Wednesday January 30, 2013
Riding all over Cameron Highlands
By ROGER POH
Cycling is a great way to explore interesting nooks and crannies.
YOU must be out of your mind. Those jeep drivers are reckless,” a Taiping friend warned. “Have you any insurance?”
This was his immediate reaction after I had disclosed plans to bring my bicycle to cycle in Cameron Highlands.
As an enthusiastic backpacker, I am covered with a year-round travel insurance, I assured him. I understand his well-intentioned fears but it’s my firm belief that 99% of our worries never materialise. As a senior, we should learn to set aside our misgivings and just go and enjoy ourselves. After all, time is no longer on our side, right?
I transported my 20-inch foldable bicycle in the coach from Ipoh to Tanah Rata. Using Tanah Rata as a base, I cycled to Brinchang, Kea and the side roads where I discovered quaint kampung and quiet housing estates. With its hilly terrain, Cameron Highlands can be a tough physical challenge even to the able-bodied, let alone seniors in their 60s.
My favourite place in Cameron Highlands is the Robinson Waterfall. The peace and quiet, coupled with the roar of the waterfall and picturesque scenery, make this a charming spot. Concrete slabs cover the narrow path to the waterfall; one misjudgement can send one plunging down.
Perched right on the edge of the waterfall is a charming cottage. A sign outside says jam and eucalyptus oil are on sale. I saw a gentleman busy building something. I asked him what the oil was used for. He explained that it was an effective mosquito repellent.
He collects the leaves from the plant in the forest and crushes them to obtain the oil. He said, “The mat salleh buy it from me before they go trekking in the jungle.”
Dass, 53, is an adept handyman who makes things out of recycled materials. He showed me his recent handiwork: a small aviary whose current residents include three birds and two rabbits. Occasionally, wild birds, attracted by the free food, make forays into the aviary, much to his exasperation. Dass admitted: “Don’t know how they can enter. I check and make sure there are no openings.”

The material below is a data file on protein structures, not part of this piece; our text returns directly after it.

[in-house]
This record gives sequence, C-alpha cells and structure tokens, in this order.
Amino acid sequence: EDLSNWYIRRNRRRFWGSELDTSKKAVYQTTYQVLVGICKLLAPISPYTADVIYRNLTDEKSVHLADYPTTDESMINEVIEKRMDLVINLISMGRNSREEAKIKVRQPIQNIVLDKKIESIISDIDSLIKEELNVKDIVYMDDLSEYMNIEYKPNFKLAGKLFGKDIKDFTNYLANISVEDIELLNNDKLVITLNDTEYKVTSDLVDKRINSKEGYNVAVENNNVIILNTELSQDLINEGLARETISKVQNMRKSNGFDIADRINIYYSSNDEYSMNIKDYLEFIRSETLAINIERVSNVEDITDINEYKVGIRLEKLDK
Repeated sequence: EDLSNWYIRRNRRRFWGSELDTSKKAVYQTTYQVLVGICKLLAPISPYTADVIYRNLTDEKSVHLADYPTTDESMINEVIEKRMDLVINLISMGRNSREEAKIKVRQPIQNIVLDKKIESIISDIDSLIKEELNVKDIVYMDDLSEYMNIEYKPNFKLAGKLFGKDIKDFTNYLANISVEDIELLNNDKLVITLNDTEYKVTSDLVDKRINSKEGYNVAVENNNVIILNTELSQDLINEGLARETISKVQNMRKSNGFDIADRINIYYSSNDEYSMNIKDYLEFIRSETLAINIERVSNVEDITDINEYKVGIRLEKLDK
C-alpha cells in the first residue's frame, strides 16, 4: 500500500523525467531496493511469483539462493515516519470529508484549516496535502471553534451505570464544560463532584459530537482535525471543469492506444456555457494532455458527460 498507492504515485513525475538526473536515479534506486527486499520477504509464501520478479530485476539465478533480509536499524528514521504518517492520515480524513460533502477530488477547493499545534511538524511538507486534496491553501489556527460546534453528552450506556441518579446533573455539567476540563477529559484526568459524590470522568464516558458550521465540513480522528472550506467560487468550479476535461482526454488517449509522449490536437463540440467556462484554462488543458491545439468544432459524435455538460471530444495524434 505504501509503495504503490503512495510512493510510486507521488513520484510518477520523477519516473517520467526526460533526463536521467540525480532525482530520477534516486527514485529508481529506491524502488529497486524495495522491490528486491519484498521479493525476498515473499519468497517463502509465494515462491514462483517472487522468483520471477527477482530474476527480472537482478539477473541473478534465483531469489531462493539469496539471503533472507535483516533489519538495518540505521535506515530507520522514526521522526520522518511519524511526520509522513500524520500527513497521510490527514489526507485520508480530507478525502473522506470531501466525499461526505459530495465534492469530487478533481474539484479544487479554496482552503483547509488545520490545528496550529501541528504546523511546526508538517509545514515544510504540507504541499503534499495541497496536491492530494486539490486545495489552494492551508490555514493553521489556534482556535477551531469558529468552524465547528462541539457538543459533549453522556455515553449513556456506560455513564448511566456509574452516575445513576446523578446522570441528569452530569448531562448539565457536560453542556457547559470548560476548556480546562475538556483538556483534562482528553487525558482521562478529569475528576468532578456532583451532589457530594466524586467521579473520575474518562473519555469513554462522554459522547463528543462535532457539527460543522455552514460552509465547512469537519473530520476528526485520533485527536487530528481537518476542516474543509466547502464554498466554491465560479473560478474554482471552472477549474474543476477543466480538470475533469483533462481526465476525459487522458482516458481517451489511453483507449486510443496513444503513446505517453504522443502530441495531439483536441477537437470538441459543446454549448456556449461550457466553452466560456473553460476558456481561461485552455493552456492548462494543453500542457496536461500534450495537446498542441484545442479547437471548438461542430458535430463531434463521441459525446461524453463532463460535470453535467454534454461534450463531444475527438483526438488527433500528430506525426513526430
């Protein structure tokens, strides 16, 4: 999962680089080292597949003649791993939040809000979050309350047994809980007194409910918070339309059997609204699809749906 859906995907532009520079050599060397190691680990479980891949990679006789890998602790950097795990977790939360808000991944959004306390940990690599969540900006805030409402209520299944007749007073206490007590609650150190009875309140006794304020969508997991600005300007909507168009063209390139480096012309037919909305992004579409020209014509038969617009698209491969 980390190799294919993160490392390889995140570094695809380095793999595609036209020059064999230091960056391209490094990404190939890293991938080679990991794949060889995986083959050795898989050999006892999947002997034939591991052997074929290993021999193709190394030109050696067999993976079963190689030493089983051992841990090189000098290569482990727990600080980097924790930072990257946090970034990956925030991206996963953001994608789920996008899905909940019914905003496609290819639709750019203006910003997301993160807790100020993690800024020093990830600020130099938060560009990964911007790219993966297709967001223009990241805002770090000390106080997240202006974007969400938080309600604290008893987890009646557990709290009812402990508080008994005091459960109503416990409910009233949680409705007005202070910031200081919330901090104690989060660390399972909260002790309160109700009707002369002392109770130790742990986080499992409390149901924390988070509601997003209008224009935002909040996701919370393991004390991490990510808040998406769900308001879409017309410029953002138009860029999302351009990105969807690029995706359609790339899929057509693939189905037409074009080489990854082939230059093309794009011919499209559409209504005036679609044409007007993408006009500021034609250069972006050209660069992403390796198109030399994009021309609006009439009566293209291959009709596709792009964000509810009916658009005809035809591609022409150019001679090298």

While trekking in this part of the jungle in the past, I often come across orang asli. So I asked Dass where their homes are. He told me that there are two orang asli houses somewhere beyond the waterfall.
Then he recounted a rather bizarre story.
I asked him whether he had had any problem with snakes. He narrated how an enormous reptile, bigger than the water pipe that runs along the walking track, fell from a great height and landed near the homes of the orang asli. Somehow, despite its huge size, it managed to slither away and left the orang asli unscathed. Strange tale indeed, I mused.
After this strange tale, I was determined to talk to an orang asli. While out cycling to the waterfall, I met an orang asli. Actually, I had seen Harun loitering in town. I thought he was a vagabond, given his unkempt appearance.
It seems he’s quite a character in town, turning up three times a day at his favourite makan place: Brinchang Restaurant. I befriended him, and gave him some cable ties. He was baffled so I had to explain how to use them.
I asked him, “Do you live in the jungle?”
Harun replied, “Yes.”
“How many houses are there?”
“Two,” he replied.
On bicycle, Brinchang is only a short 4km ride away though it is mostly uphill. Searching for Jungle Walk No.1, which is just after the Brinchang fire station in the direction of Kea, I noticed a sign which said: “Gunong Brinchang, 1km”.
My curiosity piqued, I cycled inside and discovered the elusive sign which said “Jungle Walk No.1”. I met Engku, a resident here, and asked him about the condition of the track.
“There are a lot of roots,” said Engku. “Recently, an ambassador’s son got lost along this walk. A search-and-rescue team managed to find him safe but shaken.